6. The leading case on the nature of interlocutory order is Smith v. Gowell (1880) 29 WR 227, C. A. wherein Brett, L. J. observed.

I think the proper meaning of 'interlocutory order' in this sub-section is an order other than the final judgment or decree in an action.' (Cf. Words & Phrases Judicially Defined, Vol. 3, paga 142).

7. In the Jowitt's Dictionary of English Law at page 995 interlocutory means,

A proceeding in an action is said to be interlocutory when it is incidental to the principal object of the action, namely, the judgment. Thus, interlocutory applications in an action include all steps taken for the purpose of assisting either party in the prosecution of his case, whether before or after final judgment; or of protecting or otherwise dealing with the subject-matter of the action before the rights of the parties are finally determined.

8. Stroud also quotes the case of Smith v. Cowell (1880) 6 QBD 75 for ascertaining the amplitude of the expression 'interlocutory order.'

9. The Supreme Court in the Central Bank of India Ltd. v. Gokalchand : [1967]1SCR310 has observed that interlocutory orders are steps taken towards the final adjudication and for assisting the parties in the prosecution of their case in the pending proceeding.

10. I have been able to locate one criminal case in American Law where the expression interlocutory has been employed namely, U. S. v. Brown C.A. No. 301 where the order was of re-transferring a criminal case from the District Court to Western District of North Carolina.

11. On the basis of the aforesaid survey, it is reasonable to say that an interlocutory order is one which is passed at some intermediate stage of a proceeding generally to advance the cause of justice for the final determination of the rights between the parties. I see no reason to hold that the expression 'interlocutory order' changes its complexion when applied to the Code of Criminal Procedure, and on the touch-stone of the authorities mentioned above, I am inclined to be of the view that the grant or refusal of a bail application is essentially an interlocutory order. My reasons briefly are that |an accused is usually enlarged on bail in non-bailable cases to enable him to defend himself adequately and thereby assist the cause of justice. It is ordinarily at some intermediate stage between the commencement and the end of criminal cases that it is granted and further that it is open to re-call or modification and it does not determine the guilt or innocence of the accused and thus fulfils all the characteristics usually attached to an interlocutory order. Therefore, Mr. Bishnoi is right when he says that the learned additional Sessions Judge had no jurisdiction to revise the order of the grant of bail by the learned Magistrate in view of the provisions of Section 397(2) of the New Code.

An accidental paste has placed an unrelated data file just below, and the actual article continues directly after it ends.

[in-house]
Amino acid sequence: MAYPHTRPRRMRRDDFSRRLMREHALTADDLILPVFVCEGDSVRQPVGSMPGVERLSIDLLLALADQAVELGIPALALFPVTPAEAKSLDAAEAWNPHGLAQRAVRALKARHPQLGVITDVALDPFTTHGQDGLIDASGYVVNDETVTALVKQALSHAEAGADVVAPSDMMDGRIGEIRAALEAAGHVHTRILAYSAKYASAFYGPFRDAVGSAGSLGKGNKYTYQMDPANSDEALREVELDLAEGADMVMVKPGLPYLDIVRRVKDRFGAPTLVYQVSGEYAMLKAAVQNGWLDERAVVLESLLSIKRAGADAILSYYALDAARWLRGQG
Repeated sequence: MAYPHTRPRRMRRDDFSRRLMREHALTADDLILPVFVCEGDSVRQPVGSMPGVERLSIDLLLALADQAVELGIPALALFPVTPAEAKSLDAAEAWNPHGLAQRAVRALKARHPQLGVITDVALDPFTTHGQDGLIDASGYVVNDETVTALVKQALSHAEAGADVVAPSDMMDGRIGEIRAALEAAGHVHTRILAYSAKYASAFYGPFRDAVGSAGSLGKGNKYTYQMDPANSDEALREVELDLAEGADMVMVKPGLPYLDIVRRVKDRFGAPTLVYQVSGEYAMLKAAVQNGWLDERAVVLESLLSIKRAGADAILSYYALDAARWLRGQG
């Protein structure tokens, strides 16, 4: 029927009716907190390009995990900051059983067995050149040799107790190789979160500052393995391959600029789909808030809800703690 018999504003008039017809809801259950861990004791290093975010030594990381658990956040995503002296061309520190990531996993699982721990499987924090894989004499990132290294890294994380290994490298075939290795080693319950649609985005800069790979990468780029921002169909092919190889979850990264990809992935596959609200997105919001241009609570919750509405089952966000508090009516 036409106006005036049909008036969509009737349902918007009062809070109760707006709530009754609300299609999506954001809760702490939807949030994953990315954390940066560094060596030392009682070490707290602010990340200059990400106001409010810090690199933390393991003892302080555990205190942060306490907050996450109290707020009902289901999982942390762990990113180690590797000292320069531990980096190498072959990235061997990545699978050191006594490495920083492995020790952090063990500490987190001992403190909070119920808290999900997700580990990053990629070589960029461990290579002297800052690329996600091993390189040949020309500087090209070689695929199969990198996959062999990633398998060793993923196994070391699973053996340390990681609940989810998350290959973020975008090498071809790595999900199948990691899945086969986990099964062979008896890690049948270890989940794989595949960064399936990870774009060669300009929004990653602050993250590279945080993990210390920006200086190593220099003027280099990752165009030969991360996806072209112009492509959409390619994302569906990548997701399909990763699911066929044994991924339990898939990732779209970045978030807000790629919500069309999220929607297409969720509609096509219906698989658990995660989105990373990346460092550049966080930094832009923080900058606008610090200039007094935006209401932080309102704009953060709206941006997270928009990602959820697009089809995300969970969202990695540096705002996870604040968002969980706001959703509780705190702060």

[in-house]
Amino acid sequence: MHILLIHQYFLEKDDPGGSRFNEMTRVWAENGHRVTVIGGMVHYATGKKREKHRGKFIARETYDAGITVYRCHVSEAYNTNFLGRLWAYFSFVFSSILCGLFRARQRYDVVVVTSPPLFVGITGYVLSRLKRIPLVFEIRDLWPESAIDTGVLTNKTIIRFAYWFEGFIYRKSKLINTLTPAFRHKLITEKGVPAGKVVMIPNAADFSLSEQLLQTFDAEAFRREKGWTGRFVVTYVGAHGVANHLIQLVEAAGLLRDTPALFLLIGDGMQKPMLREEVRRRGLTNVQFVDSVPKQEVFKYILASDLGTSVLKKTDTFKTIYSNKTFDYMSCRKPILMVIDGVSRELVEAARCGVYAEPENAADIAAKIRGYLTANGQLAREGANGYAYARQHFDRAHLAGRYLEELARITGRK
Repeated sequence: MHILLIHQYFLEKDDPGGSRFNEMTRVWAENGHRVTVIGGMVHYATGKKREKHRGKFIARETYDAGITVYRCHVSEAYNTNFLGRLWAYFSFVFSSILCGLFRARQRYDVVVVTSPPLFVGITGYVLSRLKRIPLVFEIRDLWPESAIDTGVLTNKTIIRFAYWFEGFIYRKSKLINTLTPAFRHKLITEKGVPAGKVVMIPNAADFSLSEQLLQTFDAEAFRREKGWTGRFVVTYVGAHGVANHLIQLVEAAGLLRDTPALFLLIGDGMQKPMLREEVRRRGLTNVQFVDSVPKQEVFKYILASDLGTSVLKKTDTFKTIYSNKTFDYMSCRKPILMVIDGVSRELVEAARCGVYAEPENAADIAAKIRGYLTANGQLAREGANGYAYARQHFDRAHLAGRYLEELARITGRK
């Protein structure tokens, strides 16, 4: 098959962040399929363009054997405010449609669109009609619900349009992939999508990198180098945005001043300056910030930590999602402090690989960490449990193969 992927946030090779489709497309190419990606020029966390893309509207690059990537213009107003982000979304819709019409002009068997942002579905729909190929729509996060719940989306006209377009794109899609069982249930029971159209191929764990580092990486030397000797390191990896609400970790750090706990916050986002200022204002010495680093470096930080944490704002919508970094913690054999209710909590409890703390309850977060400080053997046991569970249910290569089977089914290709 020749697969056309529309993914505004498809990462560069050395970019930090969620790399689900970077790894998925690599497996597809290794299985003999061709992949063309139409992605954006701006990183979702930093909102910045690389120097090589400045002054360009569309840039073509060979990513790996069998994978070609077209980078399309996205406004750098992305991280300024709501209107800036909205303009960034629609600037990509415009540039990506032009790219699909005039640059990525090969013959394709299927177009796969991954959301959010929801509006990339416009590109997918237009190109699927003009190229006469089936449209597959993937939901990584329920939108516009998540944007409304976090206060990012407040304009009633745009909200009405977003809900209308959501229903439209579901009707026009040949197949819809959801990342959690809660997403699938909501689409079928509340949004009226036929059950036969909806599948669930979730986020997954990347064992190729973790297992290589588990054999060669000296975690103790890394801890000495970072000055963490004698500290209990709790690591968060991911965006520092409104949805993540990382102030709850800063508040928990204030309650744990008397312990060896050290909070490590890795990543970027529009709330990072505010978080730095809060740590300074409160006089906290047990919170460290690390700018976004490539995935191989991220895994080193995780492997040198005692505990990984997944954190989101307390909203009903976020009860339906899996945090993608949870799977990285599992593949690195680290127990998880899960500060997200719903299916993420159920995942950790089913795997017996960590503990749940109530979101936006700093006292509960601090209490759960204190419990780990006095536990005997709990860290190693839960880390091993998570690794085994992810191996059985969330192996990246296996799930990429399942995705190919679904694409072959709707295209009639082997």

12. The matter would have ended here but for the added caution which persuaded the State to make an application under Section 439(2) which has also been decided by the same order of the Additional Sessions Judge. This is being questioned by Mr. Bishnoi on the authority of Kalu v. State . In this case, Ranawat, J. examined an order dated 11-11-1950 and came to the conclusion that the aforesaid order was not made under Section 17 of the Criminal Procedure Code.

13. Dave, J. in Pratapsingh v. The State S. B. Criminal Revision No. 215 of 1961 decided by this Court on 11-7-1961 (Raj) followed Kalu's case 1954 Cri LJ 119 (Raj) without examining any relevant notification touching the subject and decided the criminal revision both on the ground of jurisdiction and in appropriateness of the cancellation of bail. There is no observation in this case that powers under Section 17 of the Old Code could not be conferred.

14. In the Rajasthan Rajpatra dated May 19, 1956 Part II (a) at page 49 however is published a notification from the office of the Sessions Judge, Salotra dated April 27, 1956 under the Old Code which reads as follows-

No. 1123.- In exercise of the powers vested in me by Sub-section (4) of Section 17 of the Code of Criminal P. C. 1898 I hereby empower the additional Sessions Judge at Jalore the power to dispose of urgent applications including bail applications under Section 498 of the said Code arising within the local limits of his jurisdiction.

15. By virtue of Section 484(2)(b) of the New Code this notification retains its force.

16. Learned Counsel for the applicant submits that the order of the learned Additional Sessions Judge indicates that he allowed the application which he had no power to allow and, therefore, the order dated October 19, 1974 is bad and is vitiated. This argument, in my opinion, has no substance. The last but two paragraphs of the learned Additional Sessions Judge's order read,-

I am of the opinion that the order dated 24-9-1974 of the learned magistrate enlarging the accused persons on bail was illegal and unjustified and therefore, it is to be set aside. At the same time the application for the cancellation of bail is also to be accepted and the accused are to be arrested again and committed to this Court in custody to stand their trial.'

'Both the petitions filed on behalf of the prosecution viz., the petition for cancellation of bail and the revision petition in respect of the order dated 24-9-1974 of the learned magistrate are hereby accepted, the order dated 24-9-1974 of the learned magistrate is hereby set aside and the order enlarging the accused persons on bail by the learned magistrate is hereby cancelled, and it is ordered that the learned magistrate will take steps to arrest the accused persons immediately and commit them to this Court in custody for trial.

As the learned Additional Sessions Judge has in paragraph 11 of his order under attack clearly indicated that he may be prepared to reconsider the bail application I would advisedly make no comments in the circumstances of ibis case beyond saying that the learned Additional Sessions Judge had power to cancel the bail in the circumstances of this case which power he exercised by disposing of the application made by the State under Section 439(2) of the New Code.

17. The result is that this revision application fails and it is dismissed. The order suspending the operation of the order of the Additional Sessions Judge is vacated. It will, however, be open to the learned Additional Sessions Judge to apply his mind if any bail application is made before him.